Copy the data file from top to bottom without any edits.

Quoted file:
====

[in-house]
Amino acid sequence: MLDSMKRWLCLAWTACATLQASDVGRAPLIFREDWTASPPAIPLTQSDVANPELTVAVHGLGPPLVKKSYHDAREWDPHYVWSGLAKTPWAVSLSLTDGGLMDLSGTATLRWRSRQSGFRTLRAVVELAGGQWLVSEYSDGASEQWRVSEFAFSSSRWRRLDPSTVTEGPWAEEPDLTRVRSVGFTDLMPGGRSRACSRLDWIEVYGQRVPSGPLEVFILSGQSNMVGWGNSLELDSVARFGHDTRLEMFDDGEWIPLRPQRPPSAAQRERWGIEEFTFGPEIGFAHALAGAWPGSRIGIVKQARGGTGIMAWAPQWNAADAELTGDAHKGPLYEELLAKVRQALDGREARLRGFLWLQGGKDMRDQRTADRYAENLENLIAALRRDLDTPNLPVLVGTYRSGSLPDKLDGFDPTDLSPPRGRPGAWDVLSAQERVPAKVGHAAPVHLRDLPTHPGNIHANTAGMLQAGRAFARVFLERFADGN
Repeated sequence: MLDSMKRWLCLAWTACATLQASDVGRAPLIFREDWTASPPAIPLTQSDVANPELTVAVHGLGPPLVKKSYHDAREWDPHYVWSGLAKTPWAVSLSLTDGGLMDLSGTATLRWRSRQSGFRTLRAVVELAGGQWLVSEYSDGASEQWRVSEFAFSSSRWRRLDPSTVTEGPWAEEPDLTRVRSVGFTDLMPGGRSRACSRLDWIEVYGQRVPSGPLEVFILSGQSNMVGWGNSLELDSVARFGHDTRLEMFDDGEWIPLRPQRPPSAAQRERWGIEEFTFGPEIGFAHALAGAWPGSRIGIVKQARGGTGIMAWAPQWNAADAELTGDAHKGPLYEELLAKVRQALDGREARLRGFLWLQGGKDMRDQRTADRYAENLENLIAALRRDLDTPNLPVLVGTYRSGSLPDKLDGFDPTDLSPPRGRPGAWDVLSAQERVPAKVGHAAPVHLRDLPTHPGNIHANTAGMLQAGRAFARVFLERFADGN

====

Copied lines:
[in-house]
Amino acid sequence: MLDSMKRWLCLAWTACATLQASDVGRAPLIFREDWTASPPAIPLTQSDVANPELTVAVHGLGPPLVKKSYHDAREWDPHYVWSGLAKTPWAVSLSLTDGGLMDLSGTATLRWRSRQSGFRTLRAVVELAGGQWLVSEYSDGASEQWRVSEFAFSSSRWRRLDPSTVTEGPWAEEPDLTRVRSVGFTDLMPGGRSRACSRLDWIEVYGQRVPSGPLEVFILSGQSNMVGWGNSLELDSVARFGHDTRLEMFDDGEWIPLRPQRPPSAAQRERWGIEEFTFGPEIGFAHALAGAWPGSRIGIVKQARGGTGIMAWAPQWNAADAELTGDAHKGPLYEELLAKVRQALDGREARLRGFLWLQGGKDMRDQRTADRYAENLENLIAALRRDLDTPNLPVLVGTYRSGSLPDKLDGFDPTDLSPPRGRPGAWDVLSAQERVPAKVGHAAPVHLRDLPTHPGNIHANTAGMLQAGRAFARVFLERFADGN
Repeated sequence: MLDSMKRWLCLAWTACATLQASDVGRAPLIFREDWTASPPAIPLTQSDVANPELTVAVHGLGPPLVKKSYHDAREWDPHYVWSGLAKTPWAVSLSLTDGGLMDLSGTATLRWRSRQSGFRTLRAVVELAGGQWLVSEYSDGASEQWRVSEFAFSSSRWRRLDPSTVTEGPWAEEPDLTRVRSVGFTDLMPGGRSRACSRLDWIEVYGQRVPSGPLEVFILSGQSNMVGWGNSLELDSVARFGHDTRLEMFDDGEWIPLRPQRPPSAAQRERWGIEEFTFGPEIGFAHALAGAWPGSRIGIVKQARGGTGIMAWAPQWNAADAELTGDAHKGPLYEELLAKVRQALDGREARLRGFLWLQGGKDMRDQRTADRYAENLENLIAALRRDLDTPNLPVLVGTYRSGSLPDKLDGFDPTDLSPPRGRPGAWDVLSAQERVPAKVGHAAPVHLRDLPTHPGNIHANTAGMLQAGRAFARVFLERFADGN